Two men, a 29-year-old Norwegian-Albanian and a 31-year-old Norwegian-Somali, were sentenced for having engaged in armed conflict for the extremist group Isis in Syria. Their sentences were four years and six months and four years and nine months, respectively.
A third man, a 26-year-old Norwegian-Albanian was convicted of attempting to send goods to a brother who fought for Isis in Syria. He was sentenced to eight months in prison.
The sentences marked the first time that a Norwegian high court has taken a position on a case concerning a ban on joining or supporting a terrorist organization. The new section of the penal code was introduced in the summer of 2013 and allows for a maximum imprisonment of six years for “creating, joining, recruiting members for, or providing financial or other material support to a terrorist organization”.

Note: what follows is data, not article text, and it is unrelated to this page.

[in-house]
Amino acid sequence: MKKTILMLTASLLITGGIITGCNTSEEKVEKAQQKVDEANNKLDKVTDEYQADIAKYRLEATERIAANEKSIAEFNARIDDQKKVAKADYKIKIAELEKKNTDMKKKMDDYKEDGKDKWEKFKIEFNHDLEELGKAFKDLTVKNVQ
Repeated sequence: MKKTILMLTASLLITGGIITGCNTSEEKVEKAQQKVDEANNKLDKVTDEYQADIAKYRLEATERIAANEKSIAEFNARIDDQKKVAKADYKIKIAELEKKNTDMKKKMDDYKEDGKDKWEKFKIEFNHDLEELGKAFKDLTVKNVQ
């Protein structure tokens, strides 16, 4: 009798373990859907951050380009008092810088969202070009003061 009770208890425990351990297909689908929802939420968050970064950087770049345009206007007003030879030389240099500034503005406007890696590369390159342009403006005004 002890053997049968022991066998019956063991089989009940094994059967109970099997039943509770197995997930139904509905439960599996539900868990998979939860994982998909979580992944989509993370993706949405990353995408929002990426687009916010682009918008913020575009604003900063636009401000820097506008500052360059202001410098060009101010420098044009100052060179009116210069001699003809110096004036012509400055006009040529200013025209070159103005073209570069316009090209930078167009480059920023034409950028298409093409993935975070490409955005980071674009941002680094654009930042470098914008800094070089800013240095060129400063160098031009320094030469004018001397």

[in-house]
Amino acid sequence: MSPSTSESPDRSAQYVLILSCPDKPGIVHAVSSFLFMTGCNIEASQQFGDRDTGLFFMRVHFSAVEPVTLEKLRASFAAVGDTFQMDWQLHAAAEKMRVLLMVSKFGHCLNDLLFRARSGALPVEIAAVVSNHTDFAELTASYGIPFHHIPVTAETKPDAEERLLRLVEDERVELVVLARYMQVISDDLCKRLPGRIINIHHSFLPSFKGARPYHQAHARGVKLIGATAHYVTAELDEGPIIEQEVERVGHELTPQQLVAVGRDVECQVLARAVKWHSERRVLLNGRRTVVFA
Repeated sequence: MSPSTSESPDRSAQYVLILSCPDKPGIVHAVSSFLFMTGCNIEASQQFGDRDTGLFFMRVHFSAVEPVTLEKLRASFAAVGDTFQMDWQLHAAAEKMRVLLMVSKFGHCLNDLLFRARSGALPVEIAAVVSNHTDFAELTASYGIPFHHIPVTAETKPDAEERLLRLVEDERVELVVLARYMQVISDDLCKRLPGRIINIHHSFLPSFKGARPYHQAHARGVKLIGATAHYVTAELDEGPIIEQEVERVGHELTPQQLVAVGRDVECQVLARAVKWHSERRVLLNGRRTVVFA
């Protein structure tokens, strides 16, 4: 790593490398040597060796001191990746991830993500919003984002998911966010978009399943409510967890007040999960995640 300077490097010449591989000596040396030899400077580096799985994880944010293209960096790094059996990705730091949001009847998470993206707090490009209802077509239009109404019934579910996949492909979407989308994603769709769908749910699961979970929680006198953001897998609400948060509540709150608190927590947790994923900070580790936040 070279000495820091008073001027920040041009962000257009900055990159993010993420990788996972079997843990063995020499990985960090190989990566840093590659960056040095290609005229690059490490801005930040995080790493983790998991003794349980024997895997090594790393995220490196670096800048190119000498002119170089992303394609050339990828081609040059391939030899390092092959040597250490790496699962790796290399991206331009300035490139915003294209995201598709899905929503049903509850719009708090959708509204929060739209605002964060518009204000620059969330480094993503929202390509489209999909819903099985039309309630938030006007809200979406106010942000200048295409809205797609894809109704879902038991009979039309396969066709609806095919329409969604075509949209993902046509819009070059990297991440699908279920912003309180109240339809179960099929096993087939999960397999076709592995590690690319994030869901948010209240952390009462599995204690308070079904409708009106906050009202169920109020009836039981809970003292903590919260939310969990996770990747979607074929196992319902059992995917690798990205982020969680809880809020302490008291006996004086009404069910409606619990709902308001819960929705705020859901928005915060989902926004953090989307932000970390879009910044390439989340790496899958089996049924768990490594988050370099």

The three men were convicted in Oslo District Court in May 2015.
In the Court of Appeals ruling, the court referred to Isis as “one of the worst terror organizations of our time”.
“All of the accused swore allegiance to Isis and put themselves under the organization’s command. Although there isn’t sufficient evidence that some of them directly participated in hostilities, the court characterises them as foreign fighters,” the ruling continued.
All three men have denied the guilt and at least one, the 29-year-old Norwegian-Albanian, announced plans to appeal the case to the Supreme Court. Lawyers for the other two men asked for time to consider an appeal.